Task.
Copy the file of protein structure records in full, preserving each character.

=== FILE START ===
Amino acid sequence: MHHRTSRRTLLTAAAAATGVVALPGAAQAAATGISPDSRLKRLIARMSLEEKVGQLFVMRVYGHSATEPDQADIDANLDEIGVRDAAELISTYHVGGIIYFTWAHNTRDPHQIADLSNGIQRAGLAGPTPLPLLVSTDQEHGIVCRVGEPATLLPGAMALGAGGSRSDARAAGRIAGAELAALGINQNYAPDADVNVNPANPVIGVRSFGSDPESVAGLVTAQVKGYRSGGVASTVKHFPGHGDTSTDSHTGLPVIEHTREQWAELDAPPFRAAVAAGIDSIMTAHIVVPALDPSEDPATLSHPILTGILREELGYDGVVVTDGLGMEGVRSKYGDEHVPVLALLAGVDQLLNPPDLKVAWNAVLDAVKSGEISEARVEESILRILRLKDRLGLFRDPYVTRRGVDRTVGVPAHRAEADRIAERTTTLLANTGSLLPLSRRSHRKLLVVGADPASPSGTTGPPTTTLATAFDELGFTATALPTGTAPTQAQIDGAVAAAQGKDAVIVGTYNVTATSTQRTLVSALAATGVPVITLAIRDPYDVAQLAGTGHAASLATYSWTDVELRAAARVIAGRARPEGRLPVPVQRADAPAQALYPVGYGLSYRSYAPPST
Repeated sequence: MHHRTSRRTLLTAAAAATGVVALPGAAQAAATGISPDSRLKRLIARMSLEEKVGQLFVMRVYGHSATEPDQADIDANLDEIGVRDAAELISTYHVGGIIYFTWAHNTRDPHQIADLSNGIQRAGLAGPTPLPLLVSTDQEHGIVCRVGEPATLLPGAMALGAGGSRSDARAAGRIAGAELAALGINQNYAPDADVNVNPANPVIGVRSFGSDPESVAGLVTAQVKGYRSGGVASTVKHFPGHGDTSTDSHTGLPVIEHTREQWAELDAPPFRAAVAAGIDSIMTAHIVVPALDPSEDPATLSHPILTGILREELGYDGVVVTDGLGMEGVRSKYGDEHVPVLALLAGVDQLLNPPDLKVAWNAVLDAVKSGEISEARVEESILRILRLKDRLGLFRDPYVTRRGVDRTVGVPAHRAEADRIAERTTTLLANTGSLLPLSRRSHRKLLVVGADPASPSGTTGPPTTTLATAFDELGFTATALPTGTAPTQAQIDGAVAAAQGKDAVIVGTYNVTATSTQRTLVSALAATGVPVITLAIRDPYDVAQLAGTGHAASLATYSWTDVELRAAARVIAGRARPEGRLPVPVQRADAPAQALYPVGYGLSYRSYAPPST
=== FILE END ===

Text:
Amino acid sequence: MHHRTSRRTLLTAAAAATGVVALPGAAQAAATGISPDSRLKRLIARMSLEEKVGQLFVMRVYGHSATEPDQADIDANLDEIGVRDAAELISTYHVGGIIYFTWAHNTRDPHQIADLSNGIQRAGLAGPTPLPLLVSTDQEHGIVCRVGEPATLLPGAMALGAGGSRSDARAAGRIAGAELAALGINQNYAPDADVNVNPANPVIGVRSFGSDPESVAGLVTAQVKGYRSGGVASTVKHFPGHGDTSTDSHTGLPVIEHTREQWAELDAPPFRAAVAAGIDSIMTAHIVVPALDPSEDPATLSHPILTGILREELGYDGVVVTDGLGMEGVRSKYGDEHVPVLALLAGVDQLLNPPDLKVAWNAVLDAVKSGEISEARVEESILRILRLKDRLGLFRDPYVTRRGVDRTVGVPAHRAEADRIAERTTTLLANTGSLLPLSRRSHRKLLVVGADPASPSGTTGPPTTTLATAFDELGFTATALPTGTAPTQAQIDGAVAAAQGKDAVIVGTYNVTATSTQRTLVSALAATGVPVITLAIRDPYDVAQLAGTGHAASLATYSWTDVELRAAARVIAGRARPEGRLPVPVQRADAPAQALYPVGYGLSYRSYAPPST
Repeated sequence: MHHRTSRRTLLTAAAAATGVVALPGAAQAAATGISPDSRLKRLIARMSLEEKVGQLFVMRVYGHSATEPDQADIDANLDEIGVRDAAELISTYHVGGIIYFTWAHNTRDPHQIADLSNGIQRAGLAGPTPLPLLVSTDQEHGIVCRVGEPATLLPGAMALGAGGSRSDARAAGRIAGAELAALGINQNYAPDADVNVNPANPVIGVRSFGSDPESVAGLVTAQVKGYRSGGVASTVKHFPGHGDTSTDSHTGLPVIEHTREQWAELDAPPFRAAVAAGIDSIMTAHIVVPALDPSEDPATLSHPILTGILREELGYDGVVVTDGLGMEGVRSKYGDEHVPVLALLAGVDQLLNPPDLKVAWNAVLDAVKSGEISEARVEESILRILRLKDRLGLFRDPYVTRRGVDRTVGVPAHRAEADRIAERTTTLLANTGSLLPLSRRSHRKLLVVGADPASPSGTTGPPTTTLATAFDELGFTATALPTGTAPTQAQIDGAVAAAQGKDAVIVGTYNVTATSTQRTLVSALAATGVPVITLAIRDPYDVAQLAGTGHAASLATYSWTDVELRAAARVIAGRARPEGRLPVPVQRADAPAQALYPVGYGLSYRSYAPPST